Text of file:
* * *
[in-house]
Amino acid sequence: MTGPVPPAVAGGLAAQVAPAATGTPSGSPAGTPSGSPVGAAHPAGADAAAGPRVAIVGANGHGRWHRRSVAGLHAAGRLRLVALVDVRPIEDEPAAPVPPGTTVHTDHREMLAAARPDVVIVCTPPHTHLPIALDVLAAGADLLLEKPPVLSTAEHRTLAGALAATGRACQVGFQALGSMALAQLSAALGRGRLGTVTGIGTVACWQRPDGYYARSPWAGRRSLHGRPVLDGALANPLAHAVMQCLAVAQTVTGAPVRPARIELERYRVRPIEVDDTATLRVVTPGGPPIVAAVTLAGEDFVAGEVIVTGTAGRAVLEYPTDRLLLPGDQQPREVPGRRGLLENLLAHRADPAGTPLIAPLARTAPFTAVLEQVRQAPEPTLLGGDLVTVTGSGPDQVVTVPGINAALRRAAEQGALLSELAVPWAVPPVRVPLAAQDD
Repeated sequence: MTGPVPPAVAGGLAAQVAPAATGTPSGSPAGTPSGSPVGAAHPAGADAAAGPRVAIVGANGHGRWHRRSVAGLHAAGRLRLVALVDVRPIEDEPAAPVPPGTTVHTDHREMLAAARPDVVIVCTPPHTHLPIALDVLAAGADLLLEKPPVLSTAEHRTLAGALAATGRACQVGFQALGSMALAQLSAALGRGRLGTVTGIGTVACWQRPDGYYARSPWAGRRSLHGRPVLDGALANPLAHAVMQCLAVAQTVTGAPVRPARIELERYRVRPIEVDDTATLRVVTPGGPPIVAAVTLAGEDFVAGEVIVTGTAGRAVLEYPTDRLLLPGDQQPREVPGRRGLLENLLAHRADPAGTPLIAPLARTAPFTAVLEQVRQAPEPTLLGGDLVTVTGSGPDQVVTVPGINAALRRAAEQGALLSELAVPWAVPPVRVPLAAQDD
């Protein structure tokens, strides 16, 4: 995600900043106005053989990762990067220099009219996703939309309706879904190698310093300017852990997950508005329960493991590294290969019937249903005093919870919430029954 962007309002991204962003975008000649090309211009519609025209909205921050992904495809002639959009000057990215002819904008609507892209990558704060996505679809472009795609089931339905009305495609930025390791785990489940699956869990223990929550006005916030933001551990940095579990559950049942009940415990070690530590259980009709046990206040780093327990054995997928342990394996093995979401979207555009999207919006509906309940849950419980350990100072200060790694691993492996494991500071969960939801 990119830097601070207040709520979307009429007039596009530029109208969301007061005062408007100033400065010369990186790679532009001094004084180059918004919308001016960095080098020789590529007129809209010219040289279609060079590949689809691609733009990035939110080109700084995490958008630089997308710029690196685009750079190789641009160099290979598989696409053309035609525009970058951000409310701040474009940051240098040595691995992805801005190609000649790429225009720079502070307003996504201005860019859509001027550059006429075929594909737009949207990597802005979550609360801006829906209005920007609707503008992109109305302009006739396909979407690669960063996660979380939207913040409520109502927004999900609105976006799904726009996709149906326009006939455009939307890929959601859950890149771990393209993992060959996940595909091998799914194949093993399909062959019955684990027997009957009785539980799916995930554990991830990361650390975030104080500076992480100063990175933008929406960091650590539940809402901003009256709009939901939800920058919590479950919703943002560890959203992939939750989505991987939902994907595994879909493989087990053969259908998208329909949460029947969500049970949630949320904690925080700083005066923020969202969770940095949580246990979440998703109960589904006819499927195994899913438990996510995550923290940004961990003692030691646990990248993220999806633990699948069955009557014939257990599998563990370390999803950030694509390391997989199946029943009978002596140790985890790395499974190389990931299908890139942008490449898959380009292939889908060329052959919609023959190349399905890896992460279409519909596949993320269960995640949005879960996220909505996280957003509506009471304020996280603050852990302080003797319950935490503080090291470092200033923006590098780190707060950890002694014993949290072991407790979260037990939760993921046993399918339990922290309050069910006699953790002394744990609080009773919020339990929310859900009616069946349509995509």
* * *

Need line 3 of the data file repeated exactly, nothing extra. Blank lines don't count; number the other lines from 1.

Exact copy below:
Repeated sequence: MTGPVPPAVAGGLAAQVAPAATGTPSGSPAGTPSGSPVGAAHPAGADAAAGPRVAIVGANGHGRWHRRSVAGLHAAGRLRLVALVDVRPIEDEPAAPVPPGTTVHTDHREMLAAARPDVVIVCTPPHTHLPIALDVLAAGADLLLEKPPVLSTAEHRTLAGALAATGRACQVGFQALGSMALAQLSAALGRGRLGTVTGIGTVACWQRPDGYYARSPWAGRRSLHGRPVLDGALANPLAHAVMQCLAVAQTVTGAPVRPARIELERYRVRPIEVDDTATLRVVTPGGPPIVAAVTLAGEDFVAGEVIVTGTAGRAVLEYPTDRLLLPGDQQPREVPGRRGLLENLLAHRADPAGTPLIAPLARTAPFTAVLEQVRQAPEPTLLGGDLVTVTGSGPDQVVTVPGINAALRRAAEQGALLSELAVPWAVPPVRVPLAAQDD